UH Football Ups And Downs
With homecoming this weekend, the realities of building a football program have set in.
Predictably, a portion of the fan base is angry and upset; others understand that the foundation for a solid program takes time to build and needs to be nurtured constantly. Sometimes the same fan alternates between these emotions.
There is pain associated with installing new systems that were not what the present roster was recruited to play. Add to that a lack of depth at several positions, throw in a number of devastating injuries, and you have a handful of lopsided losses that test the mettle of the hardiest supporters. And it doesn’t appear that the solution is available in the short term.
There have been some positives that are noteworthy. We are not seeing the raft of personal fouls that have plagued some Hawaii teams of recent vintage. The team has consistently played hard and effort has been a constant. But all that pales against the sting of blowout defeats.
The answers to the problems are not immediate. Current players will gain necessary experience through on-the-job training. The inexperienced offensive line, for example, starts two freshmen and two sophomores.
They will be together for the next two years, and their current struggles will morph into a strength. But it will be time-consuming and hard-earned. Some of the young players on defense who have been pressed into action prematurely because of injury will be all the better for the experience, but that won’t help them stop the run in the present.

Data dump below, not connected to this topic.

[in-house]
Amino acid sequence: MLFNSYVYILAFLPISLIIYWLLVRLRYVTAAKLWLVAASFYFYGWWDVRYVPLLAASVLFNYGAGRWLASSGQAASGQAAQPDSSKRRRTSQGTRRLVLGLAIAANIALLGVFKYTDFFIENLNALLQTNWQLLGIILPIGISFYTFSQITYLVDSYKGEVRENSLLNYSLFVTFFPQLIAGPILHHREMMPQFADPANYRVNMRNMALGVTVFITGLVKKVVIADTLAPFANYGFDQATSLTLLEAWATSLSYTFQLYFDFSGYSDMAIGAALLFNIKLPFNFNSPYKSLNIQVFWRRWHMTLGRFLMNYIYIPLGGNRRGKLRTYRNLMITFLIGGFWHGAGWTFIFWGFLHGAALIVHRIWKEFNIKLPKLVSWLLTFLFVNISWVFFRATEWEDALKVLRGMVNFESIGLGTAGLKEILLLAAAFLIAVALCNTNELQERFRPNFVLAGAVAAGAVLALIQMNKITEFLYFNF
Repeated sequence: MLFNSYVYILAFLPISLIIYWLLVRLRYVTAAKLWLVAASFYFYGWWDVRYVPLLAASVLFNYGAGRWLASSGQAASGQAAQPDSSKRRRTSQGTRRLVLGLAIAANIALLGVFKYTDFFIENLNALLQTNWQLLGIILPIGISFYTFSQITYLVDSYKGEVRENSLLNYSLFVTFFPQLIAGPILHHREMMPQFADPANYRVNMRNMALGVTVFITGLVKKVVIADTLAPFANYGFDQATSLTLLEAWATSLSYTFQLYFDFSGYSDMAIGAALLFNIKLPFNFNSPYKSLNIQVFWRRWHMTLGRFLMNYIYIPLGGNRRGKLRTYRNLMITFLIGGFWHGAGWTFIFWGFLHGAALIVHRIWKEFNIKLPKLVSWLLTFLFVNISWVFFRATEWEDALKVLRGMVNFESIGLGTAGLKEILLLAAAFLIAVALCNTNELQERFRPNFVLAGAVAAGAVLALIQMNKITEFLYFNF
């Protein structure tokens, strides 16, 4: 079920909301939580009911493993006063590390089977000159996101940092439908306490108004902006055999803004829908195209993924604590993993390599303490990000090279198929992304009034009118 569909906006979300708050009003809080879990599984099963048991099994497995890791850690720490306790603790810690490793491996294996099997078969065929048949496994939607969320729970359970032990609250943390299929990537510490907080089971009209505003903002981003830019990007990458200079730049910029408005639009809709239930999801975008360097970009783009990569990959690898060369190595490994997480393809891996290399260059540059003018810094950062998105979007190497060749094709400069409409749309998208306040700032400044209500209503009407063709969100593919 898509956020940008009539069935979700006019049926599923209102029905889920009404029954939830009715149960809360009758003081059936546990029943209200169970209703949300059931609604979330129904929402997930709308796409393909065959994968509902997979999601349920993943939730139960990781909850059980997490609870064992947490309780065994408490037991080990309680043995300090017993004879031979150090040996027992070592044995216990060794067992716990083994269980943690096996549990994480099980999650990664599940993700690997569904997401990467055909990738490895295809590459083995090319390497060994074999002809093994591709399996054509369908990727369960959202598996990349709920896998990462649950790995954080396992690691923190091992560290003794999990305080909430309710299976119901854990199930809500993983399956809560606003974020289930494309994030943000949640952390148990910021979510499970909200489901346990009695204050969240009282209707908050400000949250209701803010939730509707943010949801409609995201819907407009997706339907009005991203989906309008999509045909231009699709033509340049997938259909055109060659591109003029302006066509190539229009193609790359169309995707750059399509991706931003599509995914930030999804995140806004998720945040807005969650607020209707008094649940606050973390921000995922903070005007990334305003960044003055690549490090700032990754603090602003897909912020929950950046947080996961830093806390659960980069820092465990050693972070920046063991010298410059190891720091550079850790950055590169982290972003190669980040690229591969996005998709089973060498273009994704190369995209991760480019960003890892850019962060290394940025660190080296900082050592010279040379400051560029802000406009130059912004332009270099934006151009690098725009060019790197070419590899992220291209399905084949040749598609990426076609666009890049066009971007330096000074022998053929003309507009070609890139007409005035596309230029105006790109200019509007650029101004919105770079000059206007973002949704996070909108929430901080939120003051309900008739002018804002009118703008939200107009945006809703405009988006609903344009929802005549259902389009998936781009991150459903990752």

And, most importantly, the recruiting process that targets the best local talent earlier, and will involve every member of the staff, is a lynchpin to future success. No one can predict whether Norm Chow will get the program to the pinnacle, but the path has been laid out, the work is ongoing and signing day in February may be your best indicator of where the program is headed.
* The Sunday massacre at Medinah that saw the U.S. squander a 10-6 advantage to allow victory for Europe has provoked much thought on the future of U.S. teams. Even though a single match going differently would have preserved an American victory, it did seem that the older members of the team con tributed far less than expected. Among Jim Furyk, Steve Stricker and Tiger Woods, there was little to cheer for. On the other end of the spectrum, Jason Dufner, Keegan Bradley and Dustin Johnson were terrific. We may well have seen the changing of the guard, and you can only wonder if the next American captain will look to the young when he makes his picks. You didn’t need to be an expert analyst to see that wisdom and experience were trumped by youth and vigor. In two years’ time, the traveling circus of the Ryder Cup moves to Gleneagles, Scotland.